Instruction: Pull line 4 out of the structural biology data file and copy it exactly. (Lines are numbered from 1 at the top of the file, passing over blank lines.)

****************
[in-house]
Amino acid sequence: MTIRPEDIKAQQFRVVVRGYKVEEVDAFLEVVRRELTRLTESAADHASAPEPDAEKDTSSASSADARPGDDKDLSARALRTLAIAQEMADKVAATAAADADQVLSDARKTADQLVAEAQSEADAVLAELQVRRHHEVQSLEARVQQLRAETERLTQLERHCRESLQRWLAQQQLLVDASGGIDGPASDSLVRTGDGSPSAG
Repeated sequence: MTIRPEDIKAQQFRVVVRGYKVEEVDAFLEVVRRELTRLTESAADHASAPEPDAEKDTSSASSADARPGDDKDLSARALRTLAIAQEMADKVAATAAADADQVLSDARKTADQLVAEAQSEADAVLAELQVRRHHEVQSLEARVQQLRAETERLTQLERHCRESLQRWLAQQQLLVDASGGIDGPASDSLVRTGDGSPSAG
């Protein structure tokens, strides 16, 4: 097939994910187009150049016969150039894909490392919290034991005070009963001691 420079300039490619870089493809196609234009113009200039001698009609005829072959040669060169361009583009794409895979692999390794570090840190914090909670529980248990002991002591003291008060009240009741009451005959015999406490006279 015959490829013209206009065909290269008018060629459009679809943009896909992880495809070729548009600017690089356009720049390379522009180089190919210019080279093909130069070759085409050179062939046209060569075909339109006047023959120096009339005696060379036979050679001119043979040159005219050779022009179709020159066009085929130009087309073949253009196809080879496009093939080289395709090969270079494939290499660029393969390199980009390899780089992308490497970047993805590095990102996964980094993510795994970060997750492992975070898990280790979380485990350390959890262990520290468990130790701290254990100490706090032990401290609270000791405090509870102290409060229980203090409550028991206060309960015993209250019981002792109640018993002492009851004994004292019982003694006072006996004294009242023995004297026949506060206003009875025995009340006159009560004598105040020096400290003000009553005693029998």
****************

């Protein structure tokens, strides 16, 4: 097939994910187009150049016969150039894909490392919290034991005070009963001691 420079300039490619870089493809196609234009113009200039001698009609005829072959040669060169361009583009794409895979692999390794570090840190914090909670529980248990002991002591003291008060009240009741009451005959015999406490006279 015959490829013209206009065909290269008018060629459009679809943009896909992880495809070729548009600017690089356009720049390379522009180089190919210019080279093909130069070759085409050179062939046209060569075909339109006047023959120096009339005696060379036979050679001119043979040159005219050779022009179709020159066009085929130009087309073949253009196809080879496009093939080289395709090969270079494939290499660029393969390199980009390899780089992308490497970047993805590095990102996964980094993510795994970060997750492992975070898990280790979380485990350390959890262990520290468990130790701290254990100490706090032990401290609270000791405090509870102290409060229980203090409550028991206060309960015993209250019981002792109640018993002492009851004994004292019982003694006072006996004294009242023995004297026949506060206003009875025995009340006159009560004598105040020096400290003000009553005693029998």